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On paper, this movie looks like a fantasy feature that would offer something complex with its theme of what are you willing to do for the people you love. Unfortunately, the biggest downside to this film is the story and writing. The film is not based on either the first or second game, and I like that it tries its own story, but it’s too basic. The characters don’t evolve beyond their character traits, the side characters aren’t interesting, and the villain is boring. The drama of the two male leads should be strong enough to carry the film, but it’s not. It’s even more disappointing when the female lead is then relegated to the damsel in distress. This is bad, because the female leads in the first two games are great and active characters. Also, don’t be going in thinking the mystery of who tried to kill the two women to be captivating or something on the level of Knives Out. If you know anything about anime character designs, then you know who’s going to be the bad guy. The last-minute twists in the film are also so lazily integrated that I rolled my eyes when they happened.

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So, the script plays it safe, but what about the animation? Well, it looks like a Studio Ghibli and Studio Ponoc film, but that doesn’t mean it’s going to look as good as films from those studios. Like I said above, it’s animated by the people who do the Pokémon series and films, and it looks as good as some of their regular films, but at this point, you are wanting to see all of the little details that come with seeing a Ghibli or Ponoc film. You take it for granted, because while it’s not badly animated, it has nothing that I would say looks grand or theatrical. It also has CGI that doesn’t blend well. It doesn’t take full advantage of its setting, and that drags the experience down. What about the film’s voice work? Well, it’s not bad, and it at least tries to match the European/British tone of the two games. You have a solid cast including Max Mittelman, Alejandro Saab, Abby Trott, Patrick Seitz, Erica Lindbeck, Armen Taylor, Robbie Daymond, John DeMita, Spike Spencer, Wendee Lee, Kyle Hebert, Derek Stephen Prince, Kirk Thorton, Ray Chase, and others. Joe Hisaishi returns to compose the music, and it’s fine. Maybe it’s more of the Ghibli bias in me, or it’s the fact that another recent film he worked on, Children of the Sea had a much better soundtrack, but Ni No Kuni‘s usually iconic sound was not here. I think I liked one of the songs, and that’s it.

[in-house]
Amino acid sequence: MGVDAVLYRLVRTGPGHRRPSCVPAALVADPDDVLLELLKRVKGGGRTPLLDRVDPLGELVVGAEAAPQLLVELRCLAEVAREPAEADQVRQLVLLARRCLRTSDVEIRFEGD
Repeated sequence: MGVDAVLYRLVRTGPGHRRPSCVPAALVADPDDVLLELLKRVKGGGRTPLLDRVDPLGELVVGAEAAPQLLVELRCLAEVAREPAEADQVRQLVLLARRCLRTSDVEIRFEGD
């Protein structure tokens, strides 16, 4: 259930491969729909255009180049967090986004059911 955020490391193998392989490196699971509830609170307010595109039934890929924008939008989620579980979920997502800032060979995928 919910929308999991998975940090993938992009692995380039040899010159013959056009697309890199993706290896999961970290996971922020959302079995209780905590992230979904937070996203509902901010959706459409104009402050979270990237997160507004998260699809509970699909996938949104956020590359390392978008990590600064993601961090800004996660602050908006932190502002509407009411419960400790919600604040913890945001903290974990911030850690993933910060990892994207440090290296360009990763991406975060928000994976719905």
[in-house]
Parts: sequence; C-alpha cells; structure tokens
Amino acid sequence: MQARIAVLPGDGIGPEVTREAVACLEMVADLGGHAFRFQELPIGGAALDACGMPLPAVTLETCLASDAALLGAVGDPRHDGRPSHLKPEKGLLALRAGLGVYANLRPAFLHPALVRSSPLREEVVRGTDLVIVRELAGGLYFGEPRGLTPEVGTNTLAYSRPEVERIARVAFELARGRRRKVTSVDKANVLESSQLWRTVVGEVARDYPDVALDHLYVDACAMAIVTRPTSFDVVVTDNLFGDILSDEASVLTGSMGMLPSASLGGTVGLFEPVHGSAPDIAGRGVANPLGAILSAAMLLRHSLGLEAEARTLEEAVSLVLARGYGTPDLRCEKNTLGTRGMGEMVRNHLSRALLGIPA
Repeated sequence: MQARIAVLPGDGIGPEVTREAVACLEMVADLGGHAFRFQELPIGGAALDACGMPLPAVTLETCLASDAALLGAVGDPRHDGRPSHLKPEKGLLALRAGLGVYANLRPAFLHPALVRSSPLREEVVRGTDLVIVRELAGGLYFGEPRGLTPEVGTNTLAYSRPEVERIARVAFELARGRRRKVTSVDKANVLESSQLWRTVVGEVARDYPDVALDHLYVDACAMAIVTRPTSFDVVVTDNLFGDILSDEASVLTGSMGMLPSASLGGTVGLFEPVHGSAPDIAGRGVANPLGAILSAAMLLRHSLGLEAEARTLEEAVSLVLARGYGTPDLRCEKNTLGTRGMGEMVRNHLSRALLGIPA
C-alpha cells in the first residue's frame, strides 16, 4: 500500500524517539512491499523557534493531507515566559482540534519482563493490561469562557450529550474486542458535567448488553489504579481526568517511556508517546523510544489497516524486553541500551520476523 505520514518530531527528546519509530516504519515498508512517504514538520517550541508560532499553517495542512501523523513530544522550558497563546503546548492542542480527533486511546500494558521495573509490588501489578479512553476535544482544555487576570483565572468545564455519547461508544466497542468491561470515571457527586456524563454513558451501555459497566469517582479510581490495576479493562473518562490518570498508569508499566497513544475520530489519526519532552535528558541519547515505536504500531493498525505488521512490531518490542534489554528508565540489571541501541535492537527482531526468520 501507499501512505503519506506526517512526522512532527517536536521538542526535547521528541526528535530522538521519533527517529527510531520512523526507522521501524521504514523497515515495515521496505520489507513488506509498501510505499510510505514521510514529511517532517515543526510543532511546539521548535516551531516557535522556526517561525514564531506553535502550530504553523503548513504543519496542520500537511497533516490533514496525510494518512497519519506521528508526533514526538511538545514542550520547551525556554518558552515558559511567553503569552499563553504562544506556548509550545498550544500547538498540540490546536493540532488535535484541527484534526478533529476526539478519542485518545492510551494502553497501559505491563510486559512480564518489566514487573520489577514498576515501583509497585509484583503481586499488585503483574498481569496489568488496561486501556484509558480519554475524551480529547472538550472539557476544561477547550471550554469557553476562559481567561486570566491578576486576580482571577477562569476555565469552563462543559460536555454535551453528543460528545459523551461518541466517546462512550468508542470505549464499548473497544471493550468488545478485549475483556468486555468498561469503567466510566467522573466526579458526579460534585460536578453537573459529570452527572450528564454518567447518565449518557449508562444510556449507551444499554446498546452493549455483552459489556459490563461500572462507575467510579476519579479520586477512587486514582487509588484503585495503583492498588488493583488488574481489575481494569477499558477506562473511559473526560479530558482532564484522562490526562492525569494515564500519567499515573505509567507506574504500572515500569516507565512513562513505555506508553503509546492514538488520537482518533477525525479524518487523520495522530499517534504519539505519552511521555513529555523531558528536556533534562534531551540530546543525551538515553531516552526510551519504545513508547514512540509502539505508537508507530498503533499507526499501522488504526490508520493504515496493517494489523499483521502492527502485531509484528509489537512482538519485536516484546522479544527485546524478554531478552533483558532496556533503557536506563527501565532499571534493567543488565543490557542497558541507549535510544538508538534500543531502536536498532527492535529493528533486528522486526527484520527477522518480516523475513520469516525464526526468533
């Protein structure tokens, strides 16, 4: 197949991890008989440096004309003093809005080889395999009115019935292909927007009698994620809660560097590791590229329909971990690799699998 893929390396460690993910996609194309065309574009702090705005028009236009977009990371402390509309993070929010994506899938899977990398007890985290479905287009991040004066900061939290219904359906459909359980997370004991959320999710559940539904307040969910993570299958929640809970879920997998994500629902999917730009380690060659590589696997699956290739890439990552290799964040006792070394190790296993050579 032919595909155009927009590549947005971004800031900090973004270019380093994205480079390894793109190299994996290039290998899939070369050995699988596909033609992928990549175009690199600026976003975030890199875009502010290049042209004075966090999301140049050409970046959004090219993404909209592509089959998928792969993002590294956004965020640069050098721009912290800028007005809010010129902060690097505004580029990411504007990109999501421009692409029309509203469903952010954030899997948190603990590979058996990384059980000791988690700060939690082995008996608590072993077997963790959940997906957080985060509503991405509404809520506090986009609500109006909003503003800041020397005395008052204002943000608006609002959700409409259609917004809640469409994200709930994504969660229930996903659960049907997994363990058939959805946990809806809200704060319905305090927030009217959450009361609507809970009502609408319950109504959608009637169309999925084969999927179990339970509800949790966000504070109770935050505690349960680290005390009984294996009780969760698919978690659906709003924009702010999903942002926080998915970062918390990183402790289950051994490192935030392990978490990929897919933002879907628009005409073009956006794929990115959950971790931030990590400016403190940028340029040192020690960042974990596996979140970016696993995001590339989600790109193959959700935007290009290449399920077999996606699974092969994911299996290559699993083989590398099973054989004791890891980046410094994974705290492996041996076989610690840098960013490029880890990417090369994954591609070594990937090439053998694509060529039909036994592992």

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I still stand by my opening statement that I go into every film hoping for the best. Sometimes I end up enjoying the film, and sometimes, I don’t. It helps that I also go in with a mid-level hype for every film because then, I don’t judge the film too harshly if they didn’t reach my impossible sky-high standards. Sadly, not every film can be a hit, and while I don’t think Ni No Kuni will be one of the worst animated films I have seen, it will be one of the most disappointing. I can now see why Netflix sort of buried the release of Ni No Kuni, and why most of the reviews were fairly mixed to negative. It had all of the elements to be a great film, but due to a bad script and weak story, the film falls flat. Check it out if you are curious, but there is no rush to watch Ni No Kuni. Now then, I think it’s time to check out Masaaki Yuasa’s newest film, Ride Your Wave.